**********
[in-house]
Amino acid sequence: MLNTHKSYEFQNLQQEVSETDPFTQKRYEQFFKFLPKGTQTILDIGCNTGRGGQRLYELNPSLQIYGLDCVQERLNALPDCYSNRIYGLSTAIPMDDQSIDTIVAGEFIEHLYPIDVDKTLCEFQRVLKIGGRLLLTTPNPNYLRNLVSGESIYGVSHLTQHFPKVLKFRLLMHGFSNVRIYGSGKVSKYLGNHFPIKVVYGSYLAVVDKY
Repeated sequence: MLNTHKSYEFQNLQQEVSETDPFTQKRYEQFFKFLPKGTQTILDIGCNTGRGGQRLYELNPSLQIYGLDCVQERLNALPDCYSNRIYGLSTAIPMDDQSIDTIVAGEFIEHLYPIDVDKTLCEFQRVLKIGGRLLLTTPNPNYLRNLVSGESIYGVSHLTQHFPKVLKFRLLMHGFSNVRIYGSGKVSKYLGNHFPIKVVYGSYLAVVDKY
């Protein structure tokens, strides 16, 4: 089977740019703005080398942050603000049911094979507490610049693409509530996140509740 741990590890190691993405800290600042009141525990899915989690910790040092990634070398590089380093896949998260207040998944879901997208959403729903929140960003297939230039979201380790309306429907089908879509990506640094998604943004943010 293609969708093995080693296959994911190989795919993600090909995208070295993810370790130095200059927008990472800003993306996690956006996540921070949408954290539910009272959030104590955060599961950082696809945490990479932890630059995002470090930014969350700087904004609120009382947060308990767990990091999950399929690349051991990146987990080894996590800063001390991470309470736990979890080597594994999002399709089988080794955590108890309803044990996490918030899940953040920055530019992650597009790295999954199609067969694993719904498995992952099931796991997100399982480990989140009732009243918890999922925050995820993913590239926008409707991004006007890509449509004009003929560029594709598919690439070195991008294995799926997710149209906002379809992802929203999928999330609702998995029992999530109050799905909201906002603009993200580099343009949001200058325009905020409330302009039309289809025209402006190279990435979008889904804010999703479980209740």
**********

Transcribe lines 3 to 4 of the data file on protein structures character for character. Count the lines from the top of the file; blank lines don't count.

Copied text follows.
Repeated sequence: MLNTHKSYEFQNLQQEVSETDPFTQKRYEQFFKFLPKGTQTILDIGCNTGRGGQRLYELNPSLQIYGLDCVQERLNALPDCYSNRIYGLSTAIPMDDQSIDTIVAGEFIEHLYPIDVDKTLCEFQRVLKIGGRLLLTTPNPNYLRNLVSGESIYGVSHLTQHFPKVLKFRLLMHGFSNVRIYGSGKVSKYLGNHFPIKVVYGSYLAVVDKY
């Protein structure tokens, strides 16, 4: 089977740019703005080398942050603000049911094979507490610049693409509530996140509740 741990590890190691993405800290600042009141525990899915989690910790040092990634070398590089380093896949998260207040998944879901997208959403729903929140960003297939230039979201380790309306429907089908879509990506640094998604943004943010 293609969708093995080693296959994911190989795919993600090909995208070295993810370790130095200059927008990472800003993306996690956006996540921070949408954290539910009272959030104590955060599961950082696809945490990479932890630059995002470090930014969350700087904004609120009382947060308990767990990091999950399929690349051991990146987990080894996590800063001390991470309470736990979890080597594994999002399709089988080794955590108890309803044990996490918030899940953040920055530019992650597009790295999954199609067969694993719904498995992952099931796991997100399982480990989140009732009243918890999922925050995820993913590239926008409707991004006007890509449509004009003929560029594709598919690439070195991008294995799926997710149209906002379809992802929203999928999330609702998995029992999530109050799905909201906002603009993200580099343009949001200058325009905020409330302009039309289809025209402006190279990435979008889904804010999703479980209740």